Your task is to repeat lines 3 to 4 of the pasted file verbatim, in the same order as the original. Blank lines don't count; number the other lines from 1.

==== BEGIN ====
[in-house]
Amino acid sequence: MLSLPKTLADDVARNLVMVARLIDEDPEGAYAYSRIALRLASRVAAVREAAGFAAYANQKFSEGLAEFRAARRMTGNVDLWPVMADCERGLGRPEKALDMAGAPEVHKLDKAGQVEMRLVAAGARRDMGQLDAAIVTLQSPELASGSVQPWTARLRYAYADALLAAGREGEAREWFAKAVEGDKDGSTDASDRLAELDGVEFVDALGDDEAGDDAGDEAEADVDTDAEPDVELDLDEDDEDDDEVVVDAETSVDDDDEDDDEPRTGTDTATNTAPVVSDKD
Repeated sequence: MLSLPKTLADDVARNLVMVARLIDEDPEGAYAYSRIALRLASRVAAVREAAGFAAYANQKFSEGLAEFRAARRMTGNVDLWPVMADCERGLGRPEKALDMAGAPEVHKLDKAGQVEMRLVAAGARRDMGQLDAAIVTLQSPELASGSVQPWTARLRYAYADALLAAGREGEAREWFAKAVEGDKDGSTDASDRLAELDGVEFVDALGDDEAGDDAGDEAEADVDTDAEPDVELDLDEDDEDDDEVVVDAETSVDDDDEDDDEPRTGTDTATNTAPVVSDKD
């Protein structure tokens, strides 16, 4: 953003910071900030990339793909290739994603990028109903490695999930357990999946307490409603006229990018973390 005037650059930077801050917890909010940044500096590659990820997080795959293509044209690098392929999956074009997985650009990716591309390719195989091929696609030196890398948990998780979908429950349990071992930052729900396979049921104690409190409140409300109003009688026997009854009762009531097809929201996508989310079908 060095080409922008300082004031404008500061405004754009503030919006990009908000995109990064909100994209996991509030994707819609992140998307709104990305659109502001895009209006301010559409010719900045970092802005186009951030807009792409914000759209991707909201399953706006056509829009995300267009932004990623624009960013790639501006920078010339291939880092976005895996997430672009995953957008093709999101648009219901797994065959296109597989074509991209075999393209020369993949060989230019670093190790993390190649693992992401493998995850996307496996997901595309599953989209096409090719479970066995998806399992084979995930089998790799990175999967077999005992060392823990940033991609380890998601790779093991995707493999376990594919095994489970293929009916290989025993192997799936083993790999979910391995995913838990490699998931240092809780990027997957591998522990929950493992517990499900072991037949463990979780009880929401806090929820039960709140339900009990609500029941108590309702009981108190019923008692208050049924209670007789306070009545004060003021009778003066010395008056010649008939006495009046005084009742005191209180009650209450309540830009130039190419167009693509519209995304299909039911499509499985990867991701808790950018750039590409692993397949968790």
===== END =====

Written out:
Repeated sequence: MLSLPKTLADDVARNLVMVARLIDEDPEGAYAYSRIALRLASRVAAVREAAGFAAYANQKFSEGLAEFRAARRMTGNVDLWPVMADCERGLGRPEKALDMAGAPEVHKLDKAGQVEMRLVAAGARRDMGQLDAAIVTLQSPELASGSVQPWTARLRYAYADALLAAGREGEAREWFAKAVEGDKDGSTDASDRLAELDGVEFVDALGDDEAGDDAGDEAEADVDTDAEPDVELDLDEDDEDDDEVVVDAETSVDDDDEDDDEPRTGTDTATNTAPVVSDKD
């Protein structure tokens, strides 16, 4: 953003910071900030990339793909290739994603990028109903490695999930357990999946307490409603006229990018973390 005037650059930077801050917890909010940044500096590659990820997080795959293509044209690098392929999956074009997985650009990716591309390719195989091929696609030196890398948990998780979908429950349990071992930052729900396979049921104690409190409140409300109003009688026997009854009762009531097809929201996508989310079908 060095080409922008300082004031404008500061405004754009503030919006990009908000995109990064909100994209996991509030994707819609992140998307709104990305659109502001895009209006301010559409010719900045970092802005186009951030807009792409914000759209991707909201399953706006056509829009995300267009932004990623624009960013790639501006920078010339291939880092976005895996997430672009995953957008093709999101648009219901797994065959296109597989074509991209075999393209020369993949060989230019670093190790993390190649693992992401493998995850996307496996997901595309599953989209096409090719479970066995998806399992084979995930089998790799990175999967077999005992060392823990940033991609380890998601790779093991995707493999376990594919095994489970293929009916290989025993192997799936083993790999979910391995995913838990490699998931240092809780990027997957591998522990929950493992517990499900072991037949463990979780009880929401806090929820039960709140339900009990609500029941108590309702009981108190019923008692208050049924209670007789306070009545004060003021009778003066010395008056010649008939006495009046005084009742005191209180009650209450309540830009130039190419167009693509519209995304299909039911499509499985990867991701808790950018750039590409692993397949968790």